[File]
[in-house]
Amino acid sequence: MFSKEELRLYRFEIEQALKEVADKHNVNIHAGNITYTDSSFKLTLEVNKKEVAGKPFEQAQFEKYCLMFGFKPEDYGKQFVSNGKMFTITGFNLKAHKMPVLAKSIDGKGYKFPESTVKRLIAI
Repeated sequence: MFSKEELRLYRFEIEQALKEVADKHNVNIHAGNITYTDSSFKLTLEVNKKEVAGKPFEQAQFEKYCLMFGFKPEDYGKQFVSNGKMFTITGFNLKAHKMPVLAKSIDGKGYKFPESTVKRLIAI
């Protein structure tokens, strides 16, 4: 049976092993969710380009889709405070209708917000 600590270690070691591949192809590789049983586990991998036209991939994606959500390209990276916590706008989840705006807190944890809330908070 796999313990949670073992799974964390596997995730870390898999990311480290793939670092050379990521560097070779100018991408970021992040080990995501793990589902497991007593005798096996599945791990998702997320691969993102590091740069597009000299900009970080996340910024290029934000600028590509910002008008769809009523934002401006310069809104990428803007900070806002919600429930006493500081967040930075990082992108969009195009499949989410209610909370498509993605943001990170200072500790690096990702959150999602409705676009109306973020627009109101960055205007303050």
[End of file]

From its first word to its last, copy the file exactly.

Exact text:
[in-house]
Amino acid sequence: MFSKEELRLYRFEIEQALKEVADKHNVNIHAGNITYTDSSFKLTLEVNKKEVAGKPFEQAQFEKYCLMFGFKPEDYGKQFVSNGKMFTITGFNLKAHKMPVLAKSIDGKGYKFPESTVKRLIAI
Repeated sequence: MFSKEELRLYRFEIEQALKEVADKHNVNIHAGNITYTDSSFKLTLEVNKKEVAGKPFEQAQFEKYCLMFGFKPEDYGKQFVSNGKMFTITGFNLKAHKMPVLAKSIDGKGYKFPESTVKRLIAI
């Protein structure tokens, strides 16, 4: 049976092993969710380009889709405070209708917000 600590270690070691591949192809590789049983586990991998036209991939994606959500390209990276916590706008989840705006807190944890809330908070 796999313990949670073992799974964390596997995730870390898999990311480290793939670092050379990521560097070779100018991408970021992040080990995501793990589902497991007593005798096996599945791990998702997320691969993102590091740069597009000299900009970080996340910024290029934000600028590509910002008008769809009523934002401006310069809104990428803007900070806002919600429930006493500081967040930075990082992108969009195009499949989410209610909370498509993605943001990170200072500790690096990702959150999602409705676009109306973020627009109101960055205007303050």